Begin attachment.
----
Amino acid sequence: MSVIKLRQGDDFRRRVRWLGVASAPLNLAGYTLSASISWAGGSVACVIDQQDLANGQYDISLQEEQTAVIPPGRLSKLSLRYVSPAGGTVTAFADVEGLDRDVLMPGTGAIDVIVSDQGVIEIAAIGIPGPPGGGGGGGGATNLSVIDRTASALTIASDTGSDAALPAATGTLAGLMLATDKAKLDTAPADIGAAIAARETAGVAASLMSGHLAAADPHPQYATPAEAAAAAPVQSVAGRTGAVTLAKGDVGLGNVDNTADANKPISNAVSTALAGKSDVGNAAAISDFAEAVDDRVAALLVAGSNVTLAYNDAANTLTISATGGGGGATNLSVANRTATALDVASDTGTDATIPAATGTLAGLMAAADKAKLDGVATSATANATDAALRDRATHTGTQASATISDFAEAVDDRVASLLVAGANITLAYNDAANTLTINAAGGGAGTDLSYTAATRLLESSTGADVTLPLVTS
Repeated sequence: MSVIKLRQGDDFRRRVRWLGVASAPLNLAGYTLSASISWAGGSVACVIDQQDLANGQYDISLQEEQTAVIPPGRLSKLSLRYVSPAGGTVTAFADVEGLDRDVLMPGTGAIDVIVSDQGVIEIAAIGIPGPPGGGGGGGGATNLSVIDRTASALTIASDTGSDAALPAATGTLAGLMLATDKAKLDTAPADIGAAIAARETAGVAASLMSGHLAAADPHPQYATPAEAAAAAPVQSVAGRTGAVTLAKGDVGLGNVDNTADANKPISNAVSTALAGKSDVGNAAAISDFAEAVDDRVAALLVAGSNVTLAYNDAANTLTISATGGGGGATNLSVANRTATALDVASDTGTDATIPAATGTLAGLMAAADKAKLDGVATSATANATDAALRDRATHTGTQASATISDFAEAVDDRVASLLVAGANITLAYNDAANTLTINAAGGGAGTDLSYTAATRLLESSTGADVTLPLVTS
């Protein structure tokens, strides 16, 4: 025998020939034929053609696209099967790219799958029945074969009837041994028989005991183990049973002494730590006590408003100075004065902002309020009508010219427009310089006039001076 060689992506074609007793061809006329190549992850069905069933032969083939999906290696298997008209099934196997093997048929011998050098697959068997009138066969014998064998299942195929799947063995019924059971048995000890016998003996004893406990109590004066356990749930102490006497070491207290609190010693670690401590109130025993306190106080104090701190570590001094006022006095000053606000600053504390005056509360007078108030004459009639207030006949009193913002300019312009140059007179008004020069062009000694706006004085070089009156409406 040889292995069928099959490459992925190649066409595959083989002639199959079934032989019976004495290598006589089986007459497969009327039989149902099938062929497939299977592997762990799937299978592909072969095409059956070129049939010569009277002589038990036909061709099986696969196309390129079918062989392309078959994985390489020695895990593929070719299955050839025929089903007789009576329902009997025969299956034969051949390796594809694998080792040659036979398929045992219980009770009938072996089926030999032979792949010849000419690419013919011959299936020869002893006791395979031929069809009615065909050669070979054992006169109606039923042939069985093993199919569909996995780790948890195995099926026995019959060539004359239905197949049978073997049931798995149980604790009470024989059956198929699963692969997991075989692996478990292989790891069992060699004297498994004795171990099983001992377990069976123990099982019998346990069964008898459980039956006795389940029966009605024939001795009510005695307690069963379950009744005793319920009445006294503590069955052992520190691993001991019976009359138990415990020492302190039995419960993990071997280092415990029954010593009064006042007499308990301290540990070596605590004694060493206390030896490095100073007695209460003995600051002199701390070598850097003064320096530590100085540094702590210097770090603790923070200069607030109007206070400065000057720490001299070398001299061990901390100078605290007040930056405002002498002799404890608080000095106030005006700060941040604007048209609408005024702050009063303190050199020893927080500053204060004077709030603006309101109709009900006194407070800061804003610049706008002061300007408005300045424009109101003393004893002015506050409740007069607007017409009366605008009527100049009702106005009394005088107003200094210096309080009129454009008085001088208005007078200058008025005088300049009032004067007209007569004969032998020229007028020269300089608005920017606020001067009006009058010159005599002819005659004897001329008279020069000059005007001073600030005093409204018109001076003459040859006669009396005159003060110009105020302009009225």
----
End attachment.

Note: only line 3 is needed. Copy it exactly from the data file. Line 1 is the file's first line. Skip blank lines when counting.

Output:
């Protein structure tokens, strides 16, 4: 025998020939034929053609696209099967790219799958029945074969009837041994028989005991183990049973002494730590006590408003100075004065902002309020009508010219427009310089006039001076 060689992506074609007793061809006329190549992850069905069933032969083939999906290696298997008209099934196997093997048929011998050098697959068997009138066969014998064998299942195929799947063995019924059971048995000890016998003996004893406990109590004066356990749930102490006497070491207290609190010693670690401590109130025993306190106080104090701190570590001094006022006095000053606000600053504390005056509360007078108030004459009639207030006949009193913002300019312009140059007179008004020069062009000694706006004085070089009156409406 040889292995069928099959490459992925190649066409595959083989002639199959079934032989019976004495290598006589089986007459497969009327039989149902099938062929497939299977592997762990799937299978592909072969095409059956070129049939010569009277002589038990036909061709099986696969196309390129079918062989392309078959994985390489020695895990593929070719299955050839025929089903007789009576329902009997025969299956034969051949390796594809694998080792040659036979398929045992219980009770009938072996089926030999032979792949010849000419690419013919011959299936020869002893006791395979031929069809009615065909050669070979054992006169109606039923042939069985093993199919569909996995780790948890195995099926026995019959060539004359239905197949049978073997049931798995149980604790009470024989059956198929699963692969997991075989692996478990292989790891069992060699004297498994004795171990099983001992377990069976123990099982019998346990069964008898459980039956006795389940029966009605024939001795009510005695307690069963379950009744005793319920009445006294503590069955052992520190691993001991019976009359138990415990020492302190039995419960993990071997280092415990029954010593009064006042007499308990301290540990070596605590004694060493206390030896490095100073007695209460003995600051002199701390070598850097003064320096530590100085540094702590210097770090603790923070200069607030109007206070400065000057720490001299070398001299061990901390100078605290007040930056405002002498002799404890608080000095106030005006700060941040604007048209609408005024702050009063303190050199020893927080500053204060004077709030603006309101109709009900006194407070800061804003610049706008002061300007408005300045424009109101003393004893002015506050409740007069607007017409009366605008009527100049009702106005009394005088107003200094210096309080009129454009008085001088208005007078200058008025005088300049009032004067007209007569004969032998020229007028020269300089608005920017606020001067009006009058010159005599002819005659004897001329008279020069000059005007001073600030005093409204018109001076003459040859006669009396005159003060110009105020302009009225």